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Longitudinal life course perspectives on housing inequality in young adulthood

Longitudinal life course perspectives on housing inequality in young adulthood
Longitudinal life course perspectives on housing inequality in young adulthood
In many countries, there is growing public concern about the increasing difficulties that young people face in obtaining secure, affordable, high quality and well-located housing. Much of the analysis and discussion focuses on the ways in which intergenerational housing inequalities have deepened over time as young adults’ fortunes have deteriorated, most obviously through declining access to homeownership. In this review, we showcase how researchers are harnessing life course theories and rich longitudinal datasets, exploiting longitudinal modelling techniques, and developing new geographical data linkages to enhance our knowledge of a broader range of housing inequalities in young adulthood. We argue that incorporating these longitudinal perspectives more fully into geographical research and teaching will foster an enriched pluralistic model of quantitative human geography that is characterised by collaboration, critical engagement with policy issues, and sensitivity to the strengths and challenges of working in an integrated fashion with varied forms of numerical data.
Data structures; housing; inequality; policy; young people
1749-8198
Coulter, Rory
e72ed072-eb34-4919-bfcb-8ad71d7f85e5
Bayrakdar, Sait
38d7f582-f81a-4976-9876-f76004142410
Berrington, Ann
bd0fc093-310d-4236-8126-ca0c7eb9ddde
Coulter, Rory
e72ed072-eb34-4919-bfcb-8ad71d7f85e5
Bayrakdar, Sait
38d7f582-f81a-4976-9876-f76004142410
Berrington, Ann
bd0fc093-310d-4236-8126-ca0c7eb9ddde

Coulter, Rory, Bayrakdar, Sait and Berrington, Ann (2020) Longitudinal life course perspectives on housing inequality in young adulthood. Geography Compass, 14 (5), [e12488]. (doi:10.1111/gec3.12488).

Record type: Article

Abstract

In many countries, there is growing public concern about the increasing difficulties that young people face in obtaining secure, affordable, high quality and well-located housing. Much of the analysis and discussion focuses on the ways in which intergenerational housing inequalities have deepened over time as young adults’ fortunes have deteriorated, most obviously through declining access to homeownership. In this review, we showcase how researchers are harnessing life course theories and rich longitudinal datasets, exploiting longitudinal modelling techniques, and developing new geographical data linkages to enhance our knowledge of a broader range of housing inequalities in young adulthood. We argue that incorporating these longitudinal perspectives more fully into geographical research and teaching will foster an enriched pluralistic model of quantitative human geography that is characterised by collaboration, critical engagement with policy issues, and sensitivity to the strengths and challenges of working in an integrated fashion with varied forms of numerical data.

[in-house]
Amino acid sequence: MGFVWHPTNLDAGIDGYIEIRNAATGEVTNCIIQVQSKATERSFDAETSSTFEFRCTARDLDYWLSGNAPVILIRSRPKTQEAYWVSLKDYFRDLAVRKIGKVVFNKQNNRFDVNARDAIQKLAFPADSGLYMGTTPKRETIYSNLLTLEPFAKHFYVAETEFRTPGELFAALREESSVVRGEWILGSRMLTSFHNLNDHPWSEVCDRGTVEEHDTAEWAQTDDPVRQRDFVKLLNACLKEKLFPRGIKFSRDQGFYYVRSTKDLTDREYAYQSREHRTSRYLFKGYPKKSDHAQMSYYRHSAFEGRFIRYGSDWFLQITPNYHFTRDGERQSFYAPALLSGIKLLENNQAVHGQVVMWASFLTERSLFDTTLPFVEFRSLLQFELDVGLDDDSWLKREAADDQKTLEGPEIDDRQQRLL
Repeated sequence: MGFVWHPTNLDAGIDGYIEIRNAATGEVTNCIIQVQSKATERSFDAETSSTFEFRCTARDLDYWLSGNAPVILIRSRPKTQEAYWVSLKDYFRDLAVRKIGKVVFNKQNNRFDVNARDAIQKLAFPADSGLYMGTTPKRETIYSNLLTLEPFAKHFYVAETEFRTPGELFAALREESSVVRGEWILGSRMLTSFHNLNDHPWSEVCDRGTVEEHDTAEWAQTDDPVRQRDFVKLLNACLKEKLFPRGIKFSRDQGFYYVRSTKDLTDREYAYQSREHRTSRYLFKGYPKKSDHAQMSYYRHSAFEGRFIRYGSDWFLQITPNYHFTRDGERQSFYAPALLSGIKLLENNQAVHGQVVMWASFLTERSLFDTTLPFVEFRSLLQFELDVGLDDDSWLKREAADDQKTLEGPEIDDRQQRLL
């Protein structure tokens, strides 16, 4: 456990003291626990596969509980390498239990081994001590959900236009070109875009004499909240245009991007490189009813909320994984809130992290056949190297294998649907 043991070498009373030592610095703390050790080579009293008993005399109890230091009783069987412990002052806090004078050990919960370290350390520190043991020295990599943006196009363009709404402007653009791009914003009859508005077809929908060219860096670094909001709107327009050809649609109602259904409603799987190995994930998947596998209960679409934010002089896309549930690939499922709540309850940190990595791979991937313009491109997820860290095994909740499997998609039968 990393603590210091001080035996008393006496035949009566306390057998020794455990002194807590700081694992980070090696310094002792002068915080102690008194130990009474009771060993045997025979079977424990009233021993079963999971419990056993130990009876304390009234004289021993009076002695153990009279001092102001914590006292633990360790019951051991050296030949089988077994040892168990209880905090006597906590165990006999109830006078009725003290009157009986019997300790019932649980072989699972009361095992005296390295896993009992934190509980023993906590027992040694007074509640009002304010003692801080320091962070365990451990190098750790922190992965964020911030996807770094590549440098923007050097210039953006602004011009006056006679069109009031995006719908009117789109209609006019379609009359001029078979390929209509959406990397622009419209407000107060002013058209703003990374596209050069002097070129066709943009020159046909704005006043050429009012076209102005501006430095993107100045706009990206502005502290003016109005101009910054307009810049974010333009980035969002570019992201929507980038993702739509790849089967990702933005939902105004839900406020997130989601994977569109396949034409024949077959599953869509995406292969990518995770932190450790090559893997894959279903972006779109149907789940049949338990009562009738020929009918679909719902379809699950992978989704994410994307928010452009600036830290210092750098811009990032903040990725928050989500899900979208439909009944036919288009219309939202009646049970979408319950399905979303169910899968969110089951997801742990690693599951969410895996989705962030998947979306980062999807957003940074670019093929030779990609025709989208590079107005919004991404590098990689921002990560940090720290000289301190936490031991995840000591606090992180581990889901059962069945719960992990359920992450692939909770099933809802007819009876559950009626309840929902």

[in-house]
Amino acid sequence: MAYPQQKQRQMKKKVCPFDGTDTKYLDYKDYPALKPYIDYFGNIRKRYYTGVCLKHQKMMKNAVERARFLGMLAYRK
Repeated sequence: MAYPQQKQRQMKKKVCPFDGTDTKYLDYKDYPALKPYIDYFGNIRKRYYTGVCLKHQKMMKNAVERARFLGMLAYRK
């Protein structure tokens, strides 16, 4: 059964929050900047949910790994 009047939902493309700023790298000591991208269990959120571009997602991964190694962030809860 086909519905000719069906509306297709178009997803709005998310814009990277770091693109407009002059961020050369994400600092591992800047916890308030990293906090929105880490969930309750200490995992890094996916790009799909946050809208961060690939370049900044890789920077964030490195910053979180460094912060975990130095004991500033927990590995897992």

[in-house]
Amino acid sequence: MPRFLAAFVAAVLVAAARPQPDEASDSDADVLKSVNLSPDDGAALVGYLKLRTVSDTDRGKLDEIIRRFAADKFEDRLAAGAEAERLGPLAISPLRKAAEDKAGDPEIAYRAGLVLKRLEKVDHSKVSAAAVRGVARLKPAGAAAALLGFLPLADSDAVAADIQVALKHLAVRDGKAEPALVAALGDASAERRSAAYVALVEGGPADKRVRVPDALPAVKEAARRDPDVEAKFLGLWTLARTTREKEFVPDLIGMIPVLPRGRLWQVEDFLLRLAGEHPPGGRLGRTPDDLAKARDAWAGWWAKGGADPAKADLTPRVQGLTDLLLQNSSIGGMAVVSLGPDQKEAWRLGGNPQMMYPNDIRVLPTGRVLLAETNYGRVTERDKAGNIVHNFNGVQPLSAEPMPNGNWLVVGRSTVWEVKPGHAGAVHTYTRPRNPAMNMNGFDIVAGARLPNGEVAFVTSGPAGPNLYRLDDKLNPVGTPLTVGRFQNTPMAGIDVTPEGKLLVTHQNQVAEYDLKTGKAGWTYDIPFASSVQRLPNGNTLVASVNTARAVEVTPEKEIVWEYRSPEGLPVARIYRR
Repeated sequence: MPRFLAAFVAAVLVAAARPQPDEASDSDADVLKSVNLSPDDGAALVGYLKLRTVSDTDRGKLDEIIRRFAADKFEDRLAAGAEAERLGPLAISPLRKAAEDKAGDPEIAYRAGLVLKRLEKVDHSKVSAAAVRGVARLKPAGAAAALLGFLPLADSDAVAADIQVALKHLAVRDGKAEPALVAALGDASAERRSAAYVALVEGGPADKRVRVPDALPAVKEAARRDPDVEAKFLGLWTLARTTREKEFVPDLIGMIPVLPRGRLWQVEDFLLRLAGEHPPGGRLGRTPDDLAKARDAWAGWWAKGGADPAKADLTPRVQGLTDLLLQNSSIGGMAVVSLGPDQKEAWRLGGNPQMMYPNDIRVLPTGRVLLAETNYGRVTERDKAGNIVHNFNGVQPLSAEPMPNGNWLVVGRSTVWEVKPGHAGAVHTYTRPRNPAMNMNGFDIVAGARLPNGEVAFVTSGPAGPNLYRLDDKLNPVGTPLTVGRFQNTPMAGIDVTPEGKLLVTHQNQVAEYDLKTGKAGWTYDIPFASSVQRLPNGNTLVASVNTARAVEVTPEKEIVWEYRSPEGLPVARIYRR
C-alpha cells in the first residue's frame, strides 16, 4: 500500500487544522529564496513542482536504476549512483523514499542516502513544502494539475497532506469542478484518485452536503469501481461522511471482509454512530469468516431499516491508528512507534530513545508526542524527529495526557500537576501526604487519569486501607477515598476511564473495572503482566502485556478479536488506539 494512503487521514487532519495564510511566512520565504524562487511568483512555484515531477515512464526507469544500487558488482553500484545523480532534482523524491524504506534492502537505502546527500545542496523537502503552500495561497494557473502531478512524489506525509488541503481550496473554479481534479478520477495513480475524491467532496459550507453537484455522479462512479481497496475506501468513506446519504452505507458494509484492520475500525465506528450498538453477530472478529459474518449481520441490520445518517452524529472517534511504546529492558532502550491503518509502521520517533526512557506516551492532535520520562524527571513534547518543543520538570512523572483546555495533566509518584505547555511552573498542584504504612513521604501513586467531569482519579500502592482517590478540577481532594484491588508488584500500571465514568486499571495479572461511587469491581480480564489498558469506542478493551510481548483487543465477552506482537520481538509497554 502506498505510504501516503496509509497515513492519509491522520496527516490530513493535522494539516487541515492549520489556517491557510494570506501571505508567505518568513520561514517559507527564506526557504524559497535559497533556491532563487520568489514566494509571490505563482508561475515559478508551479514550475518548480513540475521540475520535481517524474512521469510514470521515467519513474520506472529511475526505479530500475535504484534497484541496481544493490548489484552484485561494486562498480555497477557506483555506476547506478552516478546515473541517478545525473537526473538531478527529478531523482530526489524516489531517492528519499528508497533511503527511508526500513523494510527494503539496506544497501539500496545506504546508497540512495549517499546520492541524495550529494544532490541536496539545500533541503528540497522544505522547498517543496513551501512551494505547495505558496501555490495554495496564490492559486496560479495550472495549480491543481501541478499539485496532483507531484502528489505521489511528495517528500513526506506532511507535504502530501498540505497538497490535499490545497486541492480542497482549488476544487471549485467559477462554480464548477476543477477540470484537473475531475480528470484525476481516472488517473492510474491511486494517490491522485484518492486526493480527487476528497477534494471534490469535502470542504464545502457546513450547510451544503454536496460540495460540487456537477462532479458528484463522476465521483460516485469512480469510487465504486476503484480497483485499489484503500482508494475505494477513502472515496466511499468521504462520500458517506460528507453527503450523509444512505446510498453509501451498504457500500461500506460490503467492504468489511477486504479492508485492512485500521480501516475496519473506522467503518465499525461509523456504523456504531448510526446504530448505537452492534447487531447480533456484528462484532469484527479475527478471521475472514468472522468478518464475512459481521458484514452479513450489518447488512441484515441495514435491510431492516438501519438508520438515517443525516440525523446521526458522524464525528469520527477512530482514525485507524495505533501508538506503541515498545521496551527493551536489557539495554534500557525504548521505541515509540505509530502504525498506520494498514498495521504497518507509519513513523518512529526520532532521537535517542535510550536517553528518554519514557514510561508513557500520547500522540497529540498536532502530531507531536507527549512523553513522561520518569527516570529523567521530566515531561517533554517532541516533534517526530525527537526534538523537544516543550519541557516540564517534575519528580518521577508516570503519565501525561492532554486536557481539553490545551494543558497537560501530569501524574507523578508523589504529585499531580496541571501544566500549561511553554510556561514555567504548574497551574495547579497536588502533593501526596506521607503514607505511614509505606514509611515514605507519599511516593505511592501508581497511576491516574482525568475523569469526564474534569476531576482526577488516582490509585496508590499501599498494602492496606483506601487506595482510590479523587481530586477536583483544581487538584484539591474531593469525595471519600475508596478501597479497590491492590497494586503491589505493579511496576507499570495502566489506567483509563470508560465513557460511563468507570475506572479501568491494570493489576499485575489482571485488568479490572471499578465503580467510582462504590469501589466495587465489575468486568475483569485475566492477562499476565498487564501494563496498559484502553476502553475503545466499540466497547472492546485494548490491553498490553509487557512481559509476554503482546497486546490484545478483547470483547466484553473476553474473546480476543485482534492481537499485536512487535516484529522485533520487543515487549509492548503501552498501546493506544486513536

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Accepted/In Press date: 12 January 2020
Published date: 5 February 2020
Keywords: Data structures; housing; inequality; policy; young people

Identifiers

Local EPrints ID: 437152
URI: http://eprints.soton.ac.uk/id/eprint/437152
ISSN: 1749-8198
PURE UUID: a4435b66-86a6-40b6-93e5-44e9121d83f4
ORCID for Ann Berrington: ORCID iD orcid.org/0000-0002-1683-6668

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Date deposited: 20 Jan 2020 17:31
Last modified: 28 Apr 2022 01:38

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Contributors

Author: Rory Coulter
Author: Sait Bayrakdar
Author: Ann Berrington ORCID iD

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